Eliezer Rauchberger, 54, deputy mayor and chairman of the Planning and Construction Committee, is considered the most powerful man in Safra Square, after the mayor.
Rauchberger was born in Haifa but has been a Jerusalem resident since age 16. He is married, the father of five, as well as a grandfather, and lives in Jerusalem’s Har Nof neighborhood. An ultra-Orthodox follower of the Lithuanian stream and a member of Degel HaTorah, he worked as a journalist in the past. He emphasizes that he serves everyone – secular, religious, and Arab residents in the eastern part of the city – and sees his primary role as correcting the injustices toward his public.
In the present turbulent atmosphere, some refuse to consider the ultra-Orthodox as ‘brothers.’ How do you feel about that?
First of all, this has always been the case, with ideological struggles and a chasm between the parties. I really hope that these things will come together because the future of the people of Israel lies in the tradition and the heritage of Israel.
Do the ultra-Orthodox play a part in causing other Jews to move away from tradition?
I cannot absolve the ultra-Orthodox public and say that we haven’t made mistakes. But those who do not make mistakes, do nothing. We make mistakes, sometimes do things wrong. Everyone has to fumble in their actions and then improve.
How do you see your role, as a representative of the Lithuanian Orthodox in the municipality, in reducing the number of Jerusalemites leaving the city because the ultra-Orthodox have taken over?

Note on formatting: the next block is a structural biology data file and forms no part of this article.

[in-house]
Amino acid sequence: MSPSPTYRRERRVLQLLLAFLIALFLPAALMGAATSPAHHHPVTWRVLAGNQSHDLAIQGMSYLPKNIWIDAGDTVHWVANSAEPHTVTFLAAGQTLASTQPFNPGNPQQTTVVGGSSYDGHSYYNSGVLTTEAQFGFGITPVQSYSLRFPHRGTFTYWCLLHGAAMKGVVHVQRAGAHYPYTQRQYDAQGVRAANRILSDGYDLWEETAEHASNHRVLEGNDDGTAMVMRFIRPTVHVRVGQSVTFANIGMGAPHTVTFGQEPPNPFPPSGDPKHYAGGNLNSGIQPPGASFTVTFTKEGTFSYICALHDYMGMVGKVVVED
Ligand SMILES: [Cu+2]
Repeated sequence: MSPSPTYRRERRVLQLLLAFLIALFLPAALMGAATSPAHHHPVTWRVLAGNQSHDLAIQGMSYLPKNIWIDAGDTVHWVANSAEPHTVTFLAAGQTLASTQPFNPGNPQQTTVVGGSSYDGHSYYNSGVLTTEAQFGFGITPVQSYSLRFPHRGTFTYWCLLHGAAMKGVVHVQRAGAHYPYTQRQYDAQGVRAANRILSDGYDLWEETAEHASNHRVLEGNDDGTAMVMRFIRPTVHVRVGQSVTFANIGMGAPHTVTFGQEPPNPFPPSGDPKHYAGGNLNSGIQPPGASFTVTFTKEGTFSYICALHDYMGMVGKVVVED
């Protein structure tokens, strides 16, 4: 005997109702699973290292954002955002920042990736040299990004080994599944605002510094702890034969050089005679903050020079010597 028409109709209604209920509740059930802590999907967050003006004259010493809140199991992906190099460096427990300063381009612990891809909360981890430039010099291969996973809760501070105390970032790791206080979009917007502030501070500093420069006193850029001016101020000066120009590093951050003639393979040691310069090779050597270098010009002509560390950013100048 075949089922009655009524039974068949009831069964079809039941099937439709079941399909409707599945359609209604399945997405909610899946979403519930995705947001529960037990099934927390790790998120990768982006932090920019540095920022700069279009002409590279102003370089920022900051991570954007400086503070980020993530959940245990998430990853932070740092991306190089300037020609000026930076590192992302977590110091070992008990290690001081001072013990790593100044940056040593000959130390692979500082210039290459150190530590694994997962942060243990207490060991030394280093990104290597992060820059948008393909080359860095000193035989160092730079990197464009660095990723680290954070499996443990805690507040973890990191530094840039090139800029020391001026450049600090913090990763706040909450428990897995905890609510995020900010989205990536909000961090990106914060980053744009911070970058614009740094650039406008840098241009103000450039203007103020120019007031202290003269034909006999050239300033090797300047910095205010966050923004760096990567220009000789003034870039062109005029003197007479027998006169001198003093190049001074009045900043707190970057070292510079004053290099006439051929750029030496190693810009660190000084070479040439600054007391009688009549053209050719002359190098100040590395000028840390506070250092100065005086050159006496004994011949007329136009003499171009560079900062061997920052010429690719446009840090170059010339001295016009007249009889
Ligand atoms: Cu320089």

First of all, a lot of this is propaganda and hype from the media. There are many local politicians who, unfortunately, incite and make big headlines, which are not for the common good. People tell you that, because they are fed by what is reported in the local Jerusalem media, which is distorted to an unprecedented level. They almost never ask for a response from an ultra-Orthodox representative. I am the leader of the largest faction on the city council, but they never came to ask me for a comment on a kindergarten school that we are ‘taking over.’
Take the mixed neighborhoods. I don’t see anyone demanding that those roads be closed on Shabbat; it’s just a public that wants to receive the services they deserve like every citizen – kindergarten, school, synagogue, activities – but the incitement makes people really afraid. This fear has no basis or foundation.